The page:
"Baptism & Transformation”
6th Sunday in Easter C - May 26, 2019
Baptisms for Valencio David Symons and Nayru Elizabeth Symons
During the night Paul had a vision: there stood a man of Macedonia pleading with him and saying, "Come over to Macedonia and help us." When he had seen the vision, we immediately tried to cross over to Macedonia, being convinced that God had called us to proclaim the good news to them.
We set sail from Troas and took a straight course to Samothrace, the following day to Neapolis, and from there to Philippi, which is a leading city of the district of Macedonia and a Roman colony. We remained in this city for some days. On the sabbath day we went outside the gate by the river, where we supposed there was a place of prayer; and we sat down and spoke to the women who had gathered there. A certain woman named Lydia, a worshiper of God, was listening to us; she was from the city of Thyatira and a dealer in purple cloth. The Lord opened her heart to listen eagerly to what was said by Paul. When she and her household were baptized, she urged us, saying, "If you have judged me to be faithful to the Lord, come and stay at my home." And she prevailed upon us.
Today, we continue our study of the book of Acts, but we have jumped ahead a few chapters. Beginning in chapter 13, the story shifts its perspective away from Peter and onto Paul (once called Saul). He goes on a series of missionary journeys to spread the Good News across the Roman Empire, setting up small Christian communities in every city they can.
They follow the pattern that Paul later explains in Romans 1:16: “to the Jew first and also to the Greek.” So in every city, they first go to the synagogues, the gathering places for Jews who live there, and try to teach them that Jesus is the Messiah based on how he fulfills the Jewish Scriptures, the Old Testament. In most places, they win some converts among the Jews, but eventually, the message spreads to non-Jews, to the Gentiles of those towns. And so the Christian churches outside of Judea become culturally-mixed communities.
Paul does this because the Spirit of God compels him, even though he knows that it rubs the conservatives back home the wrong way. Peter has blazed the trail through the conversion and baptism of Cornelius, the story we read last week, but Paul takes it to the next level. Instead of allowing Cornelius to be an isolated incident, Paul continues the pattern of welcoming Gentiles into the church without making them convert to Judaism -- without circumcision, without dietary restrictions, without observance of the Law.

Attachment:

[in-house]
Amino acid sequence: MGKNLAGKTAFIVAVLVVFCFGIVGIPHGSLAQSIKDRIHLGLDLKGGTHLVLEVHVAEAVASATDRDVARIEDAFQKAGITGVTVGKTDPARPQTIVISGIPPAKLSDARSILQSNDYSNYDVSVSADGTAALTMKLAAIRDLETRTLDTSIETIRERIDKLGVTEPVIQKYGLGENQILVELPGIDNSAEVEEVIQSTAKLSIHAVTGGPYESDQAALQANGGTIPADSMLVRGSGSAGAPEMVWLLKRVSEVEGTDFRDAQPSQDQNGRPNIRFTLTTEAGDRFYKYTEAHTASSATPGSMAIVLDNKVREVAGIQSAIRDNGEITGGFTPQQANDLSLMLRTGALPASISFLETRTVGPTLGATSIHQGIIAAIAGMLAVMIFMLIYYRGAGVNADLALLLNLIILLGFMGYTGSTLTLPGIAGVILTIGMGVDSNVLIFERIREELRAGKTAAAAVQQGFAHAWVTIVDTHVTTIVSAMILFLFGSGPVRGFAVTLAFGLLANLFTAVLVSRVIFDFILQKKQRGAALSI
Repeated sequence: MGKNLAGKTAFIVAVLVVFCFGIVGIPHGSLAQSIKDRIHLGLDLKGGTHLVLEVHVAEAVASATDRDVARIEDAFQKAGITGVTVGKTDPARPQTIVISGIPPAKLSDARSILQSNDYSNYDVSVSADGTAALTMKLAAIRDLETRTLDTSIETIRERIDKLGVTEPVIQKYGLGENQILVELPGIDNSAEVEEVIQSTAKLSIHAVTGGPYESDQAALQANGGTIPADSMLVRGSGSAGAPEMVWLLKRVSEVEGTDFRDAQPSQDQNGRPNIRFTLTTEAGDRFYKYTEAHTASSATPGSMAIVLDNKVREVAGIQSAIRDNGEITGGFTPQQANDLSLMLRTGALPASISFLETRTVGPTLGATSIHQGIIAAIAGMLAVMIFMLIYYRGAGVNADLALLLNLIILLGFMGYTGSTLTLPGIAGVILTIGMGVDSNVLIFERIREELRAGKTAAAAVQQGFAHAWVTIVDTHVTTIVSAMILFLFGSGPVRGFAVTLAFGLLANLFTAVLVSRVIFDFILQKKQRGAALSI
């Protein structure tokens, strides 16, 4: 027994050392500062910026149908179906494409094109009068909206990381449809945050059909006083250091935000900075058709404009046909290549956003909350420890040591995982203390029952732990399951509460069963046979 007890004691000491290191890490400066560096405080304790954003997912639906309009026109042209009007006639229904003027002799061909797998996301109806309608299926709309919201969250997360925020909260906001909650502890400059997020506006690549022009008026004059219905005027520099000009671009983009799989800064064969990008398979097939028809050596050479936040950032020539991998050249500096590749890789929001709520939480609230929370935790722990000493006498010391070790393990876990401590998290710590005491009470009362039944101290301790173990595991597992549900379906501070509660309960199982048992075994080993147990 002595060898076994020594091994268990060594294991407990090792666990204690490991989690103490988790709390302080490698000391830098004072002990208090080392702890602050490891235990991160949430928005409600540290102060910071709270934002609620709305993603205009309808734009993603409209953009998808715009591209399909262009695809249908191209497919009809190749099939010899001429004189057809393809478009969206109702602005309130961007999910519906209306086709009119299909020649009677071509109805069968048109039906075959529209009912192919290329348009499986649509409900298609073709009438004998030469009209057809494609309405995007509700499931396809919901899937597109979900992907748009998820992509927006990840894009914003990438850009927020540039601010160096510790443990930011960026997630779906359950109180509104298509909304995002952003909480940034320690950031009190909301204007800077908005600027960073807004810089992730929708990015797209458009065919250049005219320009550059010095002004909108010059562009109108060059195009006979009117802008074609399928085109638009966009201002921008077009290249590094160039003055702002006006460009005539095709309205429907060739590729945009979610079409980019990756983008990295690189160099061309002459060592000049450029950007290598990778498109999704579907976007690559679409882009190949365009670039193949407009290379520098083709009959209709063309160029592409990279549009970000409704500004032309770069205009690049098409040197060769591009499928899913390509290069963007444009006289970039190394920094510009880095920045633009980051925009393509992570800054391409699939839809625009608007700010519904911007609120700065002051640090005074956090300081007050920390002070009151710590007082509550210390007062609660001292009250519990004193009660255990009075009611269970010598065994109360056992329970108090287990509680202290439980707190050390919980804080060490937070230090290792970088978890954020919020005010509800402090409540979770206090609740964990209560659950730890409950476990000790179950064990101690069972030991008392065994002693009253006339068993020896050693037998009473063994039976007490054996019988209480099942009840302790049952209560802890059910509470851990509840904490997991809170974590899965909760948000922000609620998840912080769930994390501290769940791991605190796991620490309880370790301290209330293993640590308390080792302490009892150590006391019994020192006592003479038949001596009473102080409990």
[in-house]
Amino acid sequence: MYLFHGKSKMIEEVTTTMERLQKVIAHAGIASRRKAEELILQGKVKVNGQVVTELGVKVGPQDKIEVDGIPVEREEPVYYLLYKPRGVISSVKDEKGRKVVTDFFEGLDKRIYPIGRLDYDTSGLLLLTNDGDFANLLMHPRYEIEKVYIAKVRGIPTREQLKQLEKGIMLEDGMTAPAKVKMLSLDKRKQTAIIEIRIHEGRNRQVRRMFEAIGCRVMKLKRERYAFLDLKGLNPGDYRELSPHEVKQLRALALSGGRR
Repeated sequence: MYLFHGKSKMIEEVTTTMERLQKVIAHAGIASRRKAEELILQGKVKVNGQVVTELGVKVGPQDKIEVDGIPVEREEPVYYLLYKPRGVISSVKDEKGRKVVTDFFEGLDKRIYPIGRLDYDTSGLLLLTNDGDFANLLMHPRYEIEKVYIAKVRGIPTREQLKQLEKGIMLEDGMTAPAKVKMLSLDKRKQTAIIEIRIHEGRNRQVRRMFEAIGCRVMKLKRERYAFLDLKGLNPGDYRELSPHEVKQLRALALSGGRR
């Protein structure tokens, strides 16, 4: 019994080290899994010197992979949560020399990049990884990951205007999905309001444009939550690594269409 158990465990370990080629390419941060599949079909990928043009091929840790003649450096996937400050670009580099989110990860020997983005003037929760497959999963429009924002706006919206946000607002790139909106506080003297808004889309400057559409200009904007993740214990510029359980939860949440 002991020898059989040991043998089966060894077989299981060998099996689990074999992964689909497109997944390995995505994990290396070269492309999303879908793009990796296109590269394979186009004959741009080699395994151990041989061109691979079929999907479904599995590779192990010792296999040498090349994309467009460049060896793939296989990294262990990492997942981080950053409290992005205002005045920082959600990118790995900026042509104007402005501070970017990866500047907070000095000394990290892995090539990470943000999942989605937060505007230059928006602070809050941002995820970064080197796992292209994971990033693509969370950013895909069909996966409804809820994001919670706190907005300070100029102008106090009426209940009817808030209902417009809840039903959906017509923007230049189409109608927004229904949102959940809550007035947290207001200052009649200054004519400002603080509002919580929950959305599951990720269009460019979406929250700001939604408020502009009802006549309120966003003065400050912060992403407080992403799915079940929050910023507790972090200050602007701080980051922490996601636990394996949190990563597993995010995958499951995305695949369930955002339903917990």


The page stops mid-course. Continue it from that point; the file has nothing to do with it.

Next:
Paul does this in many towns before he is eventually called back to Jerusalem (Acts 15) for the first global Ecumenical Council in church history (think of it like a mega-Convention). Peter and Paul have done this missionary work among the Gentiles, and Peter even made a defense to some of the church leaders in Jerusalem in last week’s passage (Acts 11), but not everyone is convinced. After some fiery debate and testimony from Paul, Barnabas, Peter, and James of Jerusalem, the Council decides to continue to allow Gentiles to join the Church through baptism without becoming Jews. The Church formally rubber-stamps what God has been telling the disciples to do.
And shortly after this Council, at the end of chapter 15, Paul leaves for what is called Second Missionary Journey, together with his new friend Silas (15:40). Paul intends to simply re-visit the churches (15:36), but by the time we reach our appointed lesson for today, 16:9, he learns that the Holy Spirit has different plans.
The Spirit shows Paul a vision of a man from Macedonia asking Paul to come and “help us” (16:9). Paul has never been to Macedonia before, at least not as a Christian missionary. This is unfamiliar territory, and as we will discover between this week and next, Macedonia presents the greatest evangelistic challenge of any place yet.